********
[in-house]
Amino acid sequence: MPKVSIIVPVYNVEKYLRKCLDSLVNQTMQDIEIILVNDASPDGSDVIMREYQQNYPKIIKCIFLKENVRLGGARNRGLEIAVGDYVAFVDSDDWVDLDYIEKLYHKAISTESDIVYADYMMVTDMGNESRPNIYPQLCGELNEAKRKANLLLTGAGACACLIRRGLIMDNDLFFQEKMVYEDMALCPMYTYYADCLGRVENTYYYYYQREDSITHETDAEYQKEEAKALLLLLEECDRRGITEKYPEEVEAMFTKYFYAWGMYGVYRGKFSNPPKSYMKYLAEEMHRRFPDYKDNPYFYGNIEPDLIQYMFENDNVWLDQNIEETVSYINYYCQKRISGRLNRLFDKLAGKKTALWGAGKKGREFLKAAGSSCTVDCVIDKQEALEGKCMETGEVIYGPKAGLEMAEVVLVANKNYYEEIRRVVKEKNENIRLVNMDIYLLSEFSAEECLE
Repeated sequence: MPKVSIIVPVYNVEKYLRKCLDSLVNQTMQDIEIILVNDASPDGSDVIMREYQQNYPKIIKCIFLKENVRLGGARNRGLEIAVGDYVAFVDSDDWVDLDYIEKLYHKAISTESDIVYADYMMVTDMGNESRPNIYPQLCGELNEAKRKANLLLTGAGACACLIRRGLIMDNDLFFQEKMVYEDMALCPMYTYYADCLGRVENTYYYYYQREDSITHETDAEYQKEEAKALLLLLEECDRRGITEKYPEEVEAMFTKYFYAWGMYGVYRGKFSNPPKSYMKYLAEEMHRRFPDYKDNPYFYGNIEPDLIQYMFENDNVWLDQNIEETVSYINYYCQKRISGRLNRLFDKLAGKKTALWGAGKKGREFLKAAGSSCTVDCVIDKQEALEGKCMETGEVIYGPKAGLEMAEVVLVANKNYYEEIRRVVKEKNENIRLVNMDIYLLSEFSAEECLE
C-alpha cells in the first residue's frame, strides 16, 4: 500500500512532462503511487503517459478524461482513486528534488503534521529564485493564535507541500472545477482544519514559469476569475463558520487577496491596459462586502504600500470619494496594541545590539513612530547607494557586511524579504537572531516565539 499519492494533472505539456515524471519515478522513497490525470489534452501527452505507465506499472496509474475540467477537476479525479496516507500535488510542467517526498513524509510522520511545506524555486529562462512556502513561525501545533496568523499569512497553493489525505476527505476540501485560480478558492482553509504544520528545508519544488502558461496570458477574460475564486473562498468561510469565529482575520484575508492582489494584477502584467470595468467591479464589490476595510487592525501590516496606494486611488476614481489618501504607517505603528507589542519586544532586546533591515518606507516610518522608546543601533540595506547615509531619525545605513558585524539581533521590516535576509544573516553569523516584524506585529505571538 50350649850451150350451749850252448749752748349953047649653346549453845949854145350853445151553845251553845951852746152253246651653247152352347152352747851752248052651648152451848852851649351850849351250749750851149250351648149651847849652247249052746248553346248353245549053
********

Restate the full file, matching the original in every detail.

[in-house]
Amino acid sequence: MPKVSIIVPVYNVEKYLRKCLDSLVNQTMQDIEIILVNDASPDGSDVIMREYQQNYPKIIKCIFLKENVRLGGARNRGLEIAVGDYVAFVDSDDWVDLDYIEKLYHKAISTESDIVYADYMMVTDMGNESRPNIYPQLCGELNEAKRKANLLLTGAGACACLIRRGLIMDNDLFFQEKMVYEDMALCPMYTYYADCLGRVENTYYYYYQREDSITHETDAEYQKEEAKALLLLLEECDRRGITEKYPEEVEAMFTKYFYAWGMYGVYRGKFSNPPKSYMKYLAEEMHRRFPDYKDNPYFYGNIEPDLIQYMFENDNVWLDQNIEETVSYINYYCQKRISGRLNRLFDKLAGKKTALWGAGKKGREFLKAAGSSCTVDCVIDKQEALEGKCMETGEVIYGPKAGLEMAEVVLVANKNYYEEIRRVVKEKNENIRLVNMDIYLLSEFSAEECLE
Repeated sequence: MPKVSIIVPVYNVEKYLRKCLDSLVNQTMQDIEIILVNDASPDGSDVIMREYQQNYPKIIKCIFLKENVRLGGARNRGLEIAVGDYVAFVDSDDWVDLDYIEKLYHKAISTESDIVYADYMMVTDMGNESRPNIYPQLCGELNEAKRKANLLLTGAGACACLIRRGLIMDNDLFFQEKMVYEDMALCPMYTYYADCLGRVENTYYYYYQREDSITHETDAEYQKEEAKALLLLLEECDRRGITEKYPEEVEAMFTKYFYAWGMYGVYRGKFSNPPKSYMKYLAEEMHRRFPDYKDNPYFYGNIEPDLIQYMFENDNVWLDQNIEETVSYINYYCQKRISGRLNRLFDKLAGKKTALWGAGKKGREFLKAAGSSCTVDCVIDKQEALEGKCMETGEVIYGPKAGLEMAEVVLVANKNYYEEIRRVVKEKNENIRLVNMDIYLLSEFSAEECLE
C-alpha cells in the first residue's frame, strides 16, 4: 500500500512532462503511487503517459478524461482513486528534488503534521529564485493564535507541500472545477482544519514559469476569475463558520487577496491596459462586502504600500470619494496594541545590539513612530547607494557586511524579504537572531516565539 499519492494533472505539456515524471519515478522513497490525470489534452501527452505507465506499472496509474475540467477537476479525479496516507500535488510542467517526498513524509510522520511545506524555486529562462512556502513561525501545533496568523499569512497553493489525505476527505476540501485560480478558492482553509504544520528545508519544488502558461496570458477574460475564486473562498468561510469565529482575520484575508492582489494584477502584467470595468467591479464589490476595510487592525501590516496606494486611488476614481489618501504607517505603528507589542519586544532586546533591515518606507516610518522608546543601533540595506547615509531619525545605513558585524539581533521590516535576509544573516553569523516584524506585529505571538 50350649850451150350451749850252448749752748349953047649653346549453845949854145350853445151553845251553845951852746152253246651653247152352347152352747851752248052651648152451848852851649351850849351250749750851149250351648149651847849652247249052746248553346248353245549053